As a parent of two young kids and product manager for GoodGuide, my cognitive surplus is limited. I normally get an hour or two every night after everyone’s asleep to do what I want. My drive is to be creative and to produce (sometimes at the cost of entering a manic state where I can’t fall asleep). While the way I choose to use my free time can vary, I’ve recently made a commitment to develop my writing. While I’m deeply gratified by the feeling of self expression, my reason to write is largely pragmatic. I want to (a) be better organized and thorough with my own ideas and (b) connect with individuals who value my ideas as a means to open up opportunities.
My writing strategy has been inspired by the ideas published by Venkatesh Rao on his blog ribbonfarm.
In The Calculus of Grit, Rao identifies three keys to personal growth: Reworking, Referencing, and Releasing. I suggest you read Rao’s piece to understand in detail what they mean. Here’s what what I’m doing on each front.
Instead of spending my time spewing out new writing on various subjects, I’m focusing on a few core ideas that I want to rework until I hit them out of the park (you can find the kernels here, here, and here).
I’m trying to break down my ideas into their most atomic form so I can efficiently link to them without having to constantly repeat myself. So far the best example is how I have decomposed concepts of product management through The Product Management Triangle. I link back to components of the triangle repeatedly.
At every incremental point I reach, I publish on this blog, my Quora blog, and Medium. My goal is integrate learning from public reaction (or more often than not, lack thereof) into my process and do so frequently. Hopefully this won’t be my downfall.
In The Deliberate Practice of Disruption, Rao highlights the importance of getting “the law of large numbers to work in your favor.” Through extensively reworking your writing, your “‘errors’ can turn into mutations/innovations that can be developed further. Doorways that lead down very generative forks that have never been explored before.”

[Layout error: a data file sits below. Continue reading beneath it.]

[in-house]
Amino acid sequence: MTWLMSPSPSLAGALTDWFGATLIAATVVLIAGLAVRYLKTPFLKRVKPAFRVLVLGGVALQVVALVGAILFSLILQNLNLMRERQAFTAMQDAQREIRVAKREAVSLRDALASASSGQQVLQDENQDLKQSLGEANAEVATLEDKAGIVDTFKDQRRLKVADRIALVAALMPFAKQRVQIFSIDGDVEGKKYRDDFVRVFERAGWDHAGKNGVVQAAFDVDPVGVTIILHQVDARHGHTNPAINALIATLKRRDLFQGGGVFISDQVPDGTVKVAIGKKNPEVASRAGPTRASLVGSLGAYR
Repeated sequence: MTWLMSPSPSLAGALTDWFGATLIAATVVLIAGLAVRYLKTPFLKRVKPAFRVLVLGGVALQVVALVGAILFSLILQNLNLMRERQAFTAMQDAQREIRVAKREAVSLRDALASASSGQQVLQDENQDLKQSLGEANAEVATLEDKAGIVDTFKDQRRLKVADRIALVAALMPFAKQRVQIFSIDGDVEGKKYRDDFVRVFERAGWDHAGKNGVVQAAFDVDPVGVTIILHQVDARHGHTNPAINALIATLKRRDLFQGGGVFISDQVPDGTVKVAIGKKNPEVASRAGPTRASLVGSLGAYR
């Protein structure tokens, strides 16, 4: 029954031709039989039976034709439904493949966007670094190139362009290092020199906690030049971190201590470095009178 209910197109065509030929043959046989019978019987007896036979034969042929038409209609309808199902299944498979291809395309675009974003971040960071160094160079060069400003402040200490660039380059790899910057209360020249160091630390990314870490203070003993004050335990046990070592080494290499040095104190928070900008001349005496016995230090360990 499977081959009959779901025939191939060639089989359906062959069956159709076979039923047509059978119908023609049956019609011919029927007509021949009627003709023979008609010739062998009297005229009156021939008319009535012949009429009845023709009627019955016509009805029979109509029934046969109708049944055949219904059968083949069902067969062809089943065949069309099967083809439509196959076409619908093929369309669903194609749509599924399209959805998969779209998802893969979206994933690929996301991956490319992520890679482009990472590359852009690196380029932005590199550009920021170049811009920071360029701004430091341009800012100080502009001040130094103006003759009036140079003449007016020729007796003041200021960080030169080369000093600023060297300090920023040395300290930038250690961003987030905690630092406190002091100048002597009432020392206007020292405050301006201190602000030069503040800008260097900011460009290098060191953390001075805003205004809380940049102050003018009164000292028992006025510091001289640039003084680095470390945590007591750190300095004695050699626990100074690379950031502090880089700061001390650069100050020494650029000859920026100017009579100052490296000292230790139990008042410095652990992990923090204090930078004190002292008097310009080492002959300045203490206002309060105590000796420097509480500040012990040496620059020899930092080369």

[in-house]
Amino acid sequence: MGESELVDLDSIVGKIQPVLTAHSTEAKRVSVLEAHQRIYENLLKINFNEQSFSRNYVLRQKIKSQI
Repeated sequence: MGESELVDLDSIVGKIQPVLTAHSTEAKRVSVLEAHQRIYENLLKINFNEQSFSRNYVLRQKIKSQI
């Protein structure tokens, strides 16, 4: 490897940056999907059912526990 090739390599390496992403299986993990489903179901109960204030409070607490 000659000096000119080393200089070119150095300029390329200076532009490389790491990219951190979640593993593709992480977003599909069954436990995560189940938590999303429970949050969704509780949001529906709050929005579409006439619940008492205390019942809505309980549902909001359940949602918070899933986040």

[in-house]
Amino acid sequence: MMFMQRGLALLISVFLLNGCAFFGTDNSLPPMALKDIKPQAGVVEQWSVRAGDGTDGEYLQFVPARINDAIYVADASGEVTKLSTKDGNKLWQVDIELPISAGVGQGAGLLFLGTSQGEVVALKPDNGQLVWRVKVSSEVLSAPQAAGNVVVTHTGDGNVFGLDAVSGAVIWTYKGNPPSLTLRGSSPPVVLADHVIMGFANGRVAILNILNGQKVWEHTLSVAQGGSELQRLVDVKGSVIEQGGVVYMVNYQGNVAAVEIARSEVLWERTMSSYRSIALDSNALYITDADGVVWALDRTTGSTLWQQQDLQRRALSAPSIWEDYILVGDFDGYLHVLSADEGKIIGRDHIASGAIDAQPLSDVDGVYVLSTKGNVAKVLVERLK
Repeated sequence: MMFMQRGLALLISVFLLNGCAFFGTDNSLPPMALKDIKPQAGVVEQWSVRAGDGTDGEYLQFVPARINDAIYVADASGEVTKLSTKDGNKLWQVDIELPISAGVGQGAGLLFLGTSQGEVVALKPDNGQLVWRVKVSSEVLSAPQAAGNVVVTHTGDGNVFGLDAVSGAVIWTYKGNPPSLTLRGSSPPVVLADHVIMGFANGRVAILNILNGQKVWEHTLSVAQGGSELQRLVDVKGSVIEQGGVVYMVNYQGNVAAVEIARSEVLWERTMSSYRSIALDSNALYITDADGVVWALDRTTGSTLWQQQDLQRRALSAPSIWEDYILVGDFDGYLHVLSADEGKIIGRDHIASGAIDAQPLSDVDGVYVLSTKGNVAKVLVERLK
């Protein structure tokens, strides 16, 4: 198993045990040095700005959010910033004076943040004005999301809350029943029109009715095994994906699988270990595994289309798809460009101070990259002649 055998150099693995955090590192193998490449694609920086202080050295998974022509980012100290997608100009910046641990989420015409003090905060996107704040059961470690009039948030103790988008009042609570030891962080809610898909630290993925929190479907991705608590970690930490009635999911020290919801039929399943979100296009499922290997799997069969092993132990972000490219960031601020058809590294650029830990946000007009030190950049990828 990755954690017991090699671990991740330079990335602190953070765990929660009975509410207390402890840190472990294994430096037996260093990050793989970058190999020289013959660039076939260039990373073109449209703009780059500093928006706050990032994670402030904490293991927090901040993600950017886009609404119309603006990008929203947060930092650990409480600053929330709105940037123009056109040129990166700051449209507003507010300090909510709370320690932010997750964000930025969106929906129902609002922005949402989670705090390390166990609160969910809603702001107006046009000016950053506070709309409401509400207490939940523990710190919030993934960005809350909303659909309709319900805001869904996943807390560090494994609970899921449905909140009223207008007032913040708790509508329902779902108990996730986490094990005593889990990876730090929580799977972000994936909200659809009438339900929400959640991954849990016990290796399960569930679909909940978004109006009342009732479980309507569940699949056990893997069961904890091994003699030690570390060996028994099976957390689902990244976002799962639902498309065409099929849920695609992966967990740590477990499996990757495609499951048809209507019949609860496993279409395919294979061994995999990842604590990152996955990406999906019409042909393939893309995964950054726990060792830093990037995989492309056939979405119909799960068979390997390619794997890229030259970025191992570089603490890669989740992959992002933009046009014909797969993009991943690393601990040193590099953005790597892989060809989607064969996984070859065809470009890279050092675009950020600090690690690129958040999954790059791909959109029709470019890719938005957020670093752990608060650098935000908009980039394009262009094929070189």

Now that I have been republishing a core set of ideas in various forms, I fear that I’m repeating the same errors again and again in way that’s limiting the number of pure permutations. I’m not sure whether or not this coheres with Rao’s methodology, but, starting now, I’m going to experiment with being systematic about which hypotheses to test in an attempt to ensure sufficient diversity of permutation.
The one writing hypotheses I have banged on so far is this:
I can build a significant following for my writing by going deep on product management specifically.
This approach has come with some success. My answer on Quora to “What does a great product manager at a tech startup do day-to-day?” got pretty good traction. My Quora writing on product management led me to be recruited by major tech firms.
But most of my posts are duds. I have not achieved anything resembling hockey stick growth. So I feel like it’s time to take my core ideas, and rework them in new configurations. These are the next hypotheses I want to test:
I can build a significant following for my writing by…
(1) Generalizing my ideas to the broader craft of building software companies (i.e., not focus narrowly on product management).
(2) Writing pieces that respond directly to popular ideas published on the Web (like this).
(3) Writing self-reflexive posts about my writing thought process.
As you can see, this post is the first test of #3. Assuming I keep momentum, you will see my experimentation unfold if you follow me on any channel mentioned in the “Release” section above. If you have ideas for other hypthoses I should test (or have other feedback for me), I would be thrilled to hear it. In the meantime, hopefully I’ll make an error that clicks.